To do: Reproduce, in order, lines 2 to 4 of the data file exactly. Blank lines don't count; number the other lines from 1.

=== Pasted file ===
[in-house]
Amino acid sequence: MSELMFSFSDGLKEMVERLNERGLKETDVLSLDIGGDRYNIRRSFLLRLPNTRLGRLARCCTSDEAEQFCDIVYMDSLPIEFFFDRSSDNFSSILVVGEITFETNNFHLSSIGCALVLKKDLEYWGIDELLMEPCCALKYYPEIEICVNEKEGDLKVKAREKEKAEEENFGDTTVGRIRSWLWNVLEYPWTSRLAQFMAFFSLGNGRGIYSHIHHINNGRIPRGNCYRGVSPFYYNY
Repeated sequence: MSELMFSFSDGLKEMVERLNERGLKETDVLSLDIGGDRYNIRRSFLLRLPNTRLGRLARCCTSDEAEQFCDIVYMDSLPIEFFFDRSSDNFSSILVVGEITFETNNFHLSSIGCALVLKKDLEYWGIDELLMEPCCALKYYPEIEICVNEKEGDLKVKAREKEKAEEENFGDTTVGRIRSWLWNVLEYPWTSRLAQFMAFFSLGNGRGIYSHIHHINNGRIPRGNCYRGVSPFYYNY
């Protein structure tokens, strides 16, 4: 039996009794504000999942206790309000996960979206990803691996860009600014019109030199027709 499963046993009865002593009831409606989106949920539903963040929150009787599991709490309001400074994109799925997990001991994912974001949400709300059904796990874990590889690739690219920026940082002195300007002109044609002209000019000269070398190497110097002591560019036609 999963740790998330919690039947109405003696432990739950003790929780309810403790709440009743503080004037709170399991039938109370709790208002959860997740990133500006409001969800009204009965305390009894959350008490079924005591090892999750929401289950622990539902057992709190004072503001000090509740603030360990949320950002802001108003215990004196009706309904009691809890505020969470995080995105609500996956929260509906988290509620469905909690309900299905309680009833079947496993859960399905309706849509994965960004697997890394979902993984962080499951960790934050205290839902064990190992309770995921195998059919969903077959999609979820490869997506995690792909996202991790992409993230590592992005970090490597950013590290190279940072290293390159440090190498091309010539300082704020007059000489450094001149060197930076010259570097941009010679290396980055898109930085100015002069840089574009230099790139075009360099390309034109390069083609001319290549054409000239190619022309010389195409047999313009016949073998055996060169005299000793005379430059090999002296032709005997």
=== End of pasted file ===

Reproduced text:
Amino acid sequence: MSELMFSFSDGLKEMVERLNERGLKETDVLSLDIGGDRYNIRRSFLLRLPNTRLGRLARCCTSDEAEQFCDIVYMDSLPIEFFFDRSSDNFSSILVVGEITFETNNFHLSSIGCALVLKKDLEYWGIDELLMEPCCALKYYPEIEICVNEKEGDLKVKAREKEKAEEENFGDTTVGRIRSWLWNVLEYPWTSRLAQFMAFFSLGNGRGIYSHIHHINNGRIPRGNCYRGVSPFYYNY
Repeated sequence: MSELMFSFSDGLKEMVERLNERGLKETDVLSLDIGGDRYNIRRSFLLRLPNTRLGRLARCCTSDEAEQFCDIVYMDSLPIEFFFDRSSDNFSSILVVGEITFETNNFHLSSIGCALVLKKDLEYWGIDELLMEPCCALKYYPEIEICVNEKEGDLKVKAREKEKAEEENFGDTTVGRIRSWLWNVLEYPWTSRLAQFMAFFSLGNGRGIYSHIHHINNGRIPRGNCYRGVSPFYYNY
């Protein structure tokens, strides 16, 4: 039996009794504000999942206790309000996960979206990803691996860009600014019109030199027709 499963046993009865002593009831409606989106949920539903963040929150009787599991709490309001400074994109799925997990001991994912974001949400709300059904796990874990590889690739690219920026940082002195300007002109044609002209000019000269070398190497110097002591560019036609 999963740790998330919690039947109405003696432990739950003790929780309810403790709440009743503080004037709170399991039938109370709790208002959860997740990133500006409001969800009204009965305390009894959350008490079924005591090892999750929401289950622990539902057992709190004072503001000090509740603030360990949320950002802001108003215990004196009706309904009691809890505020969470995080995105609500996956929260509906988290509620469905909690309900299905309680009833079947496993859960399905309706849509994965960004697997890394979902993984962080499951960790934050205290839902064990190992309770995921195998059919969903077959999609979820490869997506995690792909996202991790992409993230590592992005970090490597950013590290190279940072290293390159440090190498091309010539300082704020007059000489450094001149060197930076010259570097941009010679290396980055898109930085100015002069840089574009230099790139075009360099390309034109390069083609001319290549054409000239190619022309010389195409047999313009016949073998055996060169005299000793005379430059090999002296032709005997």